2009 Articles

DEC 08 2009
Detroit, Willow-Run Cargo Operations

When I started working at British Airways (BA) in 1979 at the tender age of just 16 I could hardly wait for my one year of service anniversary to come around, for this would allow me access to the much coveted Staff Travel opportunities on the BA network.

So it was that in November 1980 I made my first ever trip to the USA in search of propliner heaven at Yipsilati Airport (YIP) just outside of metro Detroit in the heart of the automobile manufacturer belt. I knew of YIP thanks to reading a new magazine called ‘Propliner’, conceived by the late great Stephen Piercy; who I attribute for inspiring me on my many quests capturing these old and oily beasts scattered across the globe.

I flew to Detroit on a BA Boeing 747-100 (G-AWNL) via Washington and spent approximately half a day at the airfield soaking up the atmosphere, and the oil, before visiting other airfields in the area.

During this time one operator dominated at the airport - Zantop International Airlines. They operated a fleet which included DC-6, Convair 640, L-188 Electra and DC-8 aircraft and you could find most of these huddled on the vast ramp during the day with scarcely a space available for parking. Even in those days there were scapped aircraft being used as spares sources.

The airport would come alive at night as aircraft were dispatched all over the continental United States carrying ad-hoc time sensitive freight for express carriers, military contractors and their bread-and-butter work for the automotive industry in Michigan.

Zantop served the US automotive industry with an on-demand service, carrying parts from sub-assembly production lines to the main production lines in Michigan with some plants bordering the airport itself. One of the reasons for the use of aircraft was because the main assembly lines were unionised and if assembly parts were not delivered on-time the line would simply shut down.

Other operators on the airfield included Transcontinental Airlines with their very attractive yellow and black C-46 and DC-6 aircraft, and there were also smaller outfits with Falcon 20 jets and yet another flying Beech 18s.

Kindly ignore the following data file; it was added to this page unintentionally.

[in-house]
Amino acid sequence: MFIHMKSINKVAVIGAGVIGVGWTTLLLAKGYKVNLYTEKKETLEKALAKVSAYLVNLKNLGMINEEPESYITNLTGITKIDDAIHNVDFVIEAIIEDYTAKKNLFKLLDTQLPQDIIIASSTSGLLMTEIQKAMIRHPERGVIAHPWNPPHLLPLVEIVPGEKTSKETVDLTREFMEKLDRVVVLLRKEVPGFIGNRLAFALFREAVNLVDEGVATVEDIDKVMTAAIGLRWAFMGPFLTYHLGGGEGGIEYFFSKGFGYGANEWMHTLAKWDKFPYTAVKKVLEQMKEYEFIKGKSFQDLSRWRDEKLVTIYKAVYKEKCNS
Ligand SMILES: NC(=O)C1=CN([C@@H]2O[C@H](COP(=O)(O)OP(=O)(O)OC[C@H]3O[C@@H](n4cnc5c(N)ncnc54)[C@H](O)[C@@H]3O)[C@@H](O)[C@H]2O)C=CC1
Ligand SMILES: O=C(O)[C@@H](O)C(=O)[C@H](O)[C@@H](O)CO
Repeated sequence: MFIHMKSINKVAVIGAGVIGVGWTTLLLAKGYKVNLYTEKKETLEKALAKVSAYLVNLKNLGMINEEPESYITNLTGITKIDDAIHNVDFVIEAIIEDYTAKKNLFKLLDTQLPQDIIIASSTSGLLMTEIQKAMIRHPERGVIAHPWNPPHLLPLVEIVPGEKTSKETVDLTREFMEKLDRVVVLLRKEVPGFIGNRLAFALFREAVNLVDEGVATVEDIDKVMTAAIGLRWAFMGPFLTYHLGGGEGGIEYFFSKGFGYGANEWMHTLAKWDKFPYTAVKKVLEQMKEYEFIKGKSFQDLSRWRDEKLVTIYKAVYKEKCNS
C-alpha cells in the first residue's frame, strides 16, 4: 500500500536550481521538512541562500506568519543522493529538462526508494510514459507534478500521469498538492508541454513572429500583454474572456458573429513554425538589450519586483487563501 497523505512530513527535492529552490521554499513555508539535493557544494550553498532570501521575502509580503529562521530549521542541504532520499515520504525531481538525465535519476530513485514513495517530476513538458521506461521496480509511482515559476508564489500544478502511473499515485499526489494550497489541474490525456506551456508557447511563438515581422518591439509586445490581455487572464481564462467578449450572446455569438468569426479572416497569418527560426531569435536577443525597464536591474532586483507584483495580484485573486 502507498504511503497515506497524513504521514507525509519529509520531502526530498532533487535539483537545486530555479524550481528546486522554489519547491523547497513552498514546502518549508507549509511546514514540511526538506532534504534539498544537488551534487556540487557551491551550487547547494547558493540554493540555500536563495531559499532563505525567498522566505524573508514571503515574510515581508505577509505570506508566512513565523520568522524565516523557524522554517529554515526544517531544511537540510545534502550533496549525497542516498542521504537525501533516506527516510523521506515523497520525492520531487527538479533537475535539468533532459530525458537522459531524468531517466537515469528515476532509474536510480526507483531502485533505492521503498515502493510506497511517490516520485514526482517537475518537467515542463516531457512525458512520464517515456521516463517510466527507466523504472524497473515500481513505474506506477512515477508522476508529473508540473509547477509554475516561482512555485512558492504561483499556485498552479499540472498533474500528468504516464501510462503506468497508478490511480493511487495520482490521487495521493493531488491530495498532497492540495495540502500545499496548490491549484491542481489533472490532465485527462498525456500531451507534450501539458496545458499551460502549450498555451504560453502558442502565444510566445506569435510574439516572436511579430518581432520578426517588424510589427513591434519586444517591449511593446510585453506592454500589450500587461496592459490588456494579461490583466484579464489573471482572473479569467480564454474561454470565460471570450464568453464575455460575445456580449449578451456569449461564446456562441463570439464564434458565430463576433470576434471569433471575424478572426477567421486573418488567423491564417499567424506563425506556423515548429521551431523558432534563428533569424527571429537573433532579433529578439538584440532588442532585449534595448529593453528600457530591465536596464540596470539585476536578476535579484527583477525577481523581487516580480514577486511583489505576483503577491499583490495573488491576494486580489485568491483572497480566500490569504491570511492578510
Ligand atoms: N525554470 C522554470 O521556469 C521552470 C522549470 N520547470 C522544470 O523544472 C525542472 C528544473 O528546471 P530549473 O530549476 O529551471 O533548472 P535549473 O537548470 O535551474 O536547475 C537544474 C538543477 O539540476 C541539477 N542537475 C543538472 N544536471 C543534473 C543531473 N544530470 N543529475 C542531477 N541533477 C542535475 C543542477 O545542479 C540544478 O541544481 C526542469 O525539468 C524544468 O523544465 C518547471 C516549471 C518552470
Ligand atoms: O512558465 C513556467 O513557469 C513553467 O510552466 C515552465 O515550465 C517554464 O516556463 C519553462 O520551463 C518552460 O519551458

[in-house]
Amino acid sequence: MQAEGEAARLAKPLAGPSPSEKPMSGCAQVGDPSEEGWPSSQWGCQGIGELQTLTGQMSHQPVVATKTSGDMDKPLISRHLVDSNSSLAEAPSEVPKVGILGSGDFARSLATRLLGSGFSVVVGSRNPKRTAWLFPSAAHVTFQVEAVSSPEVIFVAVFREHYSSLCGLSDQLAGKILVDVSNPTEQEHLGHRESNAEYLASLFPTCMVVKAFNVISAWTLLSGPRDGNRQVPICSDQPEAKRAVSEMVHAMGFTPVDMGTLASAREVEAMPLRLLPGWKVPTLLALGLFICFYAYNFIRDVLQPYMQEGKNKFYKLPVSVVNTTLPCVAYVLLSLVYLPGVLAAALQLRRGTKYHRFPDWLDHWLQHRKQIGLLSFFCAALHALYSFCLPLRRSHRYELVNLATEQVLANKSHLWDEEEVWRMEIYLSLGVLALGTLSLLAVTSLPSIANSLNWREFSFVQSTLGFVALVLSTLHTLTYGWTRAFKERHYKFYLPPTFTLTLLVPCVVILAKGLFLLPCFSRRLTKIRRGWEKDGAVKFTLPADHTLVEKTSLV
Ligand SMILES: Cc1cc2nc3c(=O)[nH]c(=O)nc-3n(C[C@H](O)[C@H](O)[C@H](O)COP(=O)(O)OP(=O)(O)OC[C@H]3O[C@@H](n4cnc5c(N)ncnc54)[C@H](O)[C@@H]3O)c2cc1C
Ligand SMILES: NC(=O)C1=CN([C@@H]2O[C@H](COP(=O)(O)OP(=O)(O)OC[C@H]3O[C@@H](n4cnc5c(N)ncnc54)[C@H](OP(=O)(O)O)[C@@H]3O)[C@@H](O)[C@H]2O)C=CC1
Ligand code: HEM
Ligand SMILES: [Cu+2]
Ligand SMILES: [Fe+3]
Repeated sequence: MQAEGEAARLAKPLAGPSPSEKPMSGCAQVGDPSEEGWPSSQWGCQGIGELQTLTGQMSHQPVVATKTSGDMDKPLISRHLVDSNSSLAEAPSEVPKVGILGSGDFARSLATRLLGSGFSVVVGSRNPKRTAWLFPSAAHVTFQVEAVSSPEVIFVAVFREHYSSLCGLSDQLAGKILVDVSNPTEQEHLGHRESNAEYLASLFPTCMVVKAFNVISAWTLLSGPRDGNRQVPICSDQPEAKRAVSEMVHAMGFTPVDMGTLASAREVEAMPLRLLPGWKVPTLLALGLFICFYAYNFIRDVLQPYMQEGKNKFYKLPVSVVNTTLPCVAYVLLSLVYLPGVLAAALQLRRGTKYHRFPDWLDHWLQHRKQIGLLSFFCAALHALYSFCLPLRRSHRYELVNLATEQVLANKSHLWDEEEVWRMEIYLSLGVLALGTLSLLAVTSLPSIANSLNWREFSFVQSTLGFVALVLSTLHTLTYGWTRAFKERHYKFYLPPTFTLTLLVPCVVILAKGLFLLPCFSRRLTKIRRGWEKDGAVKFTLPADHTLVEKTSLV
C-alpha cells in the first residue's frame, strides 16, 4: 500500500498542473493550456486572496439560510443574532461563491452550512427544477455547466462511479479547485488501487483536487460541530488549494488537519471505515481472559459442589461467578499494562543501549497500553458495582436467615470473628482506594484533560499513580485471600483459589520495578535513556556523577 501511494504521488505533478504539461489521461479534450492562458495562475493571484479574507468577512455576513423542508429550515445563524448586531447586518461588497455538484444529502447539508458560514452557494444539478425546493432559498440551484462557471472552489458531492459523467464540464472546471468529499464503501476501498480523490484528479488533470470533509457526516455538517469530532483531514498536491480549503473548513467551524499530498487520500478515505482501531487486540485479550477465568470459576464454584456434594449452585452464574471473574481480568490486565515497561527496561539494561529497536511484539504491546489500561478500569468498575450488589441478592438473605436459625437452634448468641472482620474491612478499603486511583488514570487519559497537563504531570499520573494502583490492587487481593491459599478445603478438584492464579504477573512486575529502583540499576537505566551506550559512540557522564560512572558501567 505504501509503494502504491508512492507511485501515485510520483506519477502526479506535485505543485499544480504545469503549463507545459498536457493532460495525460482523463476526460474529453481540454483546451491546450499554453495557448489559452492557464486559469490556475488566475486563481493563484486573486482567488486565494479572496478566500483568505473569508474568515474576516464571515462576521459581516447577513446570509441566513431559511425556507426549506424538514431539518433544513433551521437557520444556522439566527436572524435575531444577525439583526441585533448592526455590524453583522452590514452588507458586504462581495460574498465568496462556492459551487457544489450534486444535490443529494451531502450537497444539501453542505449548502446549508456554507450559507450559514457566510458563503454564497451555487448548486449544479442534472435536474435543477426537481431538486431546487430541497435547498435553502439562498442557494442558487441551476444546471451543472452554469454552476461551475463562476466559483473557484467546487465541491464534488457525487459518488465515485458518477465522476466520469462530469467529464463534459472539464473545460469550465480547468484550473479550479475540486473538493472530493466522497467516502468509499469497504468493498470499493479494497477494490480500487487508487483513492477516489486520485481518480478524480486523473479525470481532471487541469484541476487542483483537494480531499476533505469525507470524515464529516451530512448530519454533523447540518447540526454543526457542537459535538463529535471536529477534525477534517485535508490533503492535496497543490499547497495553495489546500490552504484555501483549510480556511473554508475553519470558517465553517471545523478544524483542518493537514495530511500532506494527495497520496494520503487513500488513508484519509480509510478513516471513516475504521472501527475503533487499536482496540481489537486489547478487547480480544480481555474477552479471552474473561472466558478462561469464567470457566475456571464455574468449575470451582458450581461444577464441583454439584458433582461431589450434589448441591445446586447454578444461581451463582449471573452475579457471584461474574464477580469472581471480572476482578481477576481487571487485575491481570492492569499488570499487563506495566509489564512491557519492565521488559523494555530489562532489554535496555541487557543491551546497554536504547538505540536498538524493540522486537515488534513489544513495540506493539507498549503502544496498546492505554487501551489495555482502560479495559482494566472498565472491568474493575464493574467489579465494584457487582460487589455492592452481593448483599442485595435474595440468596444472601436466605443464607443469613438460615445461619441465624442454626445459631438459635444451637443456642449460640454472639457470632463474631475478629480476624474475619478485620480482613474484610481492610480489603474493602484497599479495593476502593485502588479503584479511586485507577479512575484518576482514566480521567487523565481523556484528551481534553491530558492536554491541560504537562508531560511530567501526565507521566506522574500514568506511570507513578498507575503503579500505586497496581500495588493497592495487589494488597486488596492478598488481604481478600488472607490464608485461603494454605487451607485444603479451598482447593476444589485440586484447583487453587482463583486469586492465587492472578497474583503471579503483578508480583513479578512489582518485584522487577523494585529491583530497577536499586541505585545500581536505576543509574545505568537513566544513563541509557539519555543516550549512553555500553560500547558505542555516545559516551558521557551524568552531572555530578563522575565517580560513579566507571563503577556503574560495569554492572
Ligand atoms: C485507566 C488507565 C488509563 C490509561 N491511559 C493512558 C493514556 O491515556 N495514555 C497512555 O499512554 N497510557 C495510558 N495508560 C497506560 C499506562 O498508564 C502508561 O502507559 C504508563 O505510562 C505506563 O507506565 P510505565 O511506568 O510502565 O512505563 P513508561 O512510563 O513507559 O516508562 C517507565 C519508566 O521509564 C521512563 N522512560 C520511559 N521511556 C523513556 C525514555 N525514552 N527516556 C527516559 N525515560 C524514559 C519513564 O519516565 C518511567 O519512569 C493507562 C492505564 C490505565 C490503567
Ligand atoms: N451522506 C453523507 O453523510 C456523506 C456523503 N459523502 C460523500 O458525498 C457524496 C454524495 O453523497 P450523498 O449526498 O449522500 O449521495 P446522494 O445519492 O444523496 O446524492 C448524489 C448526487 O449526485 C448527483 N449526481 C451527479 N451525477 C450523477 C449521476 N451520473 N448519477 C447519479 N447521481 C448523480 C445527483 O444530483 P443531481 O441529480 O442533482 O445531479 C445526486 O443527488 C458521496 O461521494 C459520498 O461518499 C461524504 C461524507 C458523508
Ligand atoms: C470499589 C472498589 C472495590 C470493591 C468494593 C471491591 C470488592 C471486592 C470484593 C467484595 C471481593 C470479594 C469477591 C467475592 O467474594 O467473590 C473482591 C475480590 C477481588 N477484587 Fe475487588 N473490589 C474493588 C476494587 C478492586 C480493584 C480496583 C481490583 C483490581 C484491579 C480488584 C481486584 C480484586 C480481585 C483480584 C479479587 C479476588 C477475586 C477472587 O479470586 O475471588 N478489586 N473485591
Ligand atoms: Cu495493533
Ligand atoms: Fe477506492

I made a second journey to YIP in July 1984 after writing a letter to Zantop asking to fly in one of the DC-6s. A few weeks later an envelope was pushed through my letterbox bearing the bright red Zantop logo. My reply came from one of the Zantop family and basically said "no problem, just turn up."

So a further trip, this time on BA Boeing 747-200 (G-BDXF), and I found myself at the Zantop office in the hangar. A quick trip to the FAA office and I was given a small piece of paper that would allow me to fly on any aircraft for three days. Wow, I wasn’t expecting that!

So the first night came along and I was given the bad news that no DC-6s were due to depart that night. A quick phone call by one of the operations staff and I was led down the ramp to the Transcontinental Airlines (TCA) ramp where I was presented with a yellow and black DC-6 by the TCA staff - this would be my aircraft for the night.

The flight (on N6586C) was through the night, destination Rockford Illinois, but the return was at daybreak and the sights and sounds as we flew at mid-level over Lake Erie were something that I will honestly never forget.

The following night I decided to fly on Zantop DC-8-33F (N8217U) to New York, Newark. It was a most interesting flight as there were building thunderstorms on our path and the crew steered the aircraft on a roller-coaster ride; left, right, ascending and descending, dodging the storms as they formed. There was almost no other traffic on the radio and Air Traffic Control gave the crew almost carte blanche to go wherever they needed to avoid the weather.

With a day to kill in New York after this I flew with New York Helicopters on a Dauphin and a Sikorsky S-58 around the city, before flying back to YIP on the DC-8. What a rush!